All employers with five or more employees, whether they are part-time or full-time workers, must abide by the FEHA.
FEHA offers protections against discrimination, termination, retaliation, or harassment in the workplace because of race, nationality, religion, gender, sexual orientation, marital status, military service, ancestry, disability, or medical condition.
FEHA rules also protect whistleblowers, pregnant workers, and those who request leave for family reasons.
Workers’ Compensation Insurance Law
Every company must have workers’ compensation insurance, even if they only have one employee. If you are self-employed, you do not need to have workers’ compensation insurance, unless you work in the roofing industry.
All business owners need to have workers’ compensation insurance if they operate in California, even if the business has its headquarters in another state.
California State Discrimination and Harassment Law
The California Fair Employment and Housing Act protects employees from discrimination and harassment in the workplace. In addition to employees, the law protects unpaid volunteers, interns, temporary employees, and the immediate family members of employees. Job applicants also have discrimination and harassment protections under this law.
Though the law does not cover discrimination for independent contractors, it does offer protections for contractors who are the victims of harassment.
Child Labor Laws
California considers those under age 18 to be minors. Special rules dictate how many hours per day and week minors can work. Fourteen and 15-year-olds can work no more than three hours on a school day or eight hours on one weekend day. They must work outside of regular school hours, and they cannot work more than 18 hours per week, except during the summer, when they can work eight hours per day and 40 hours per week.
Sixteen and 17-year-olds can work four hours per day on school days and eight hours per day on non-school days. Those under 18 who already graduated from high school can work the same hours as an adult provided they also receive equal compensation.
California State Civil Rights Laws
California state civil rights laws cover discrimination in the workplace and all other aspects of public life. While FEHA includes workplace civil rights, the Unruh Civil Rights Act has a broader scope. It says that businesses cannot deny services, accommodations, or facilities to anyone because of their gender, race, sexual orientation, nation of origin, disability, religion, or marital status.
National laws such as the Americans with Disabilities Act (ADA) provide protections for workers with disabilities.
Pregnancy Discrimination Act
California has a pregnancy discrimination act that applies to all employers who have five or more employees. The law prohibits employers from unfavorably treating women who are pregnant, have given birth, or could give birth while employed.
The law protects women who do not get hired, get fired, or get laid off because they are pregnant. Companies also need to provide reasonable accommodations to women during pregnancy or after childbirth. Additionally, the law requires employers to provide reasonable accommodations for new mothers for things such as breastfeeding or breast pumping.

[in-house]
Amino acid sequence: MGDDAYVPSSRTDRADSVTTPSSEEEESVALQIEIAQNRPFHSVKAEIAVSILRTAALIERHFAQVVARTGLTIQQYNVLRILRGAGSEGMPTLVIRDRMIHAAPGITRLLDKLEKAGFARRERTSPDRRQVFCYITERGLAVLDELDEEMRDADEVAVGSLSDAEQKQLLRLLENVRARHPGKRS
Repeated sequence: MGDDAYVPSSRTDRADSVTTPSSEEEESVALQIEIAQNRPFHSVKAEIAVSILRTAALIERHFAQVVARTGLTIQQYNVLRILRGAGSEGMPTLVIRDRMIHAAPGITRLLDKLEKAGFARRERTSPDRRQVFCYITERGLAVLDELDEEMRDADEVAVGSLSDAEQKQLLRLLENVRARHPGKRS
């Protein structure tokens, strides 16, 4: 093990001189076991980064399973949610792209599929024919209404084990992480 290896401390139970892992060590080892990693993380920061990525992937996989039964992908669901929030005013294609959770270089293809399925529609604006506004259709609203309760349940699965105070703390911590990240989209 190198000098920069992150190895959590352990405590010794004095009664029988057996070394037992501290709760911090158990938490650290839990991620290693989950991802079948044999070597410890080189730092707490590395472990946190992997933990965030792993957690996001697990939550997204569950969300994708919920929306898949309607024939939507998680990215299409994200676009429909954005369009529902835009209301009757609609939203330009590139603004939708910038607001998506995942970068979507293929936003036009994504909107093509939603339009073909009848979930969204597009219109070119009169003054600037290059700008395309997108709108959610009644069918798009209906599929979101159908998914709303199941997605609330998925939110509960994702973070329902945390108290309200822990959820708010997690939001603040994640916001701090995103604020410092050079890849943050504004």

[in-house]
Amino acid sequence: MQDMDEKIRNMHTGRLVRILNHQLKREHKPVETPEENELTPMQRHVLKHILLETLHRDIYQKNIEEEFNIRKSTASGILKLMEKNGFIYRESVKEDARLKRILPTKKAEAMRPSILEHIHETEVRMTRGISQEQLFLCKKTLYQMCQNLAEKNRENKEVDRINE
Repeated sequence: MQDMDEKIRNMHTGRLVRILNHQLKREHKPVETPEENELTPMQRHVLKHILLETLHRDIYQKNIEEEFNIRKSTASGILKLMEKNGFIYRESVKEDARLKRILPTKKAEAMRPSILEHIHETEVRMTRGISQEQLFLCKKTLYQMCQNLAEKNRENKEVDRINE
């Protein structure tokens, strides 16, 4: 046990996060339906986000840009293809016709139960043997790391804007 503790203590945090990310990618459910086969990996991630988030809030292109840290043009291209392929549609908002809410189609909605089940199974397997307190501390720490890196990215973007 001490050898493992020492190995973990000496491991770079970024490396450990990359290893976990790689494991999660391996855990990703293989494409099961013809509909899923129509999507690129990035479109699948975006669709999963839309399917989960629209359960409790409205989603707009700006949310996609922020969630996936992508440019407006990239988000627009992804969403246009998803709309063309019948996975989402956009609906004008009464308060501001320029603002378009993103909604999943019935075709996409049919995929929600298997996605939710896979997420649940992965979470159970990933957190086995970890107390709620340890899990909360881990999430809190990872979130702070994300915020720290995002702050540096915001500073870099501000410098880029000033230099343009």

California New Parents Leave Law
The New Parent Leave Act guarantees time off for parents of newborns. The law applies to parents who have a biological child, but it can also protect those who adopt a child or accept a child for foster care.
All employers who have 20 or more employees need to abide by the act. The employee needs to work for the company for at least 12 months before they qualify for parental leave. The New Parent Leave Act guarantees 12 weeks of parental leave, and it requires employers to continue providing health coverage during the leave period.
If you lost your job through no fault of your own, you could qualify for unemployment insurance in California. If you are totally or partially unemployed, physically able to work, willing to seek employment, actively looking for work, and ready to accept any viable job, you may qualify for weekly unemployment benefits.
You can file your unemployment claim with the California Employment Development Department. They allow applicants to file online or by phone, fax, or mail. When part of the program, you must provide evidence of your job search each week to continue receiving unemployment benefits.
Workers’ Compensation Laws
California’s Department of Industrial Relations operates the Division of Workers’ Compensation, which provides information about workers’ compensation laws in the state.
California requires all employers, even those who only have one full-time or part-time employee, to purchase workers’ compensation insurance. Employers are responsible for paying the insurance premium, and they must also notify employees about the availability of workers’ compensation insurance and provide information about how to file a claim if necessary.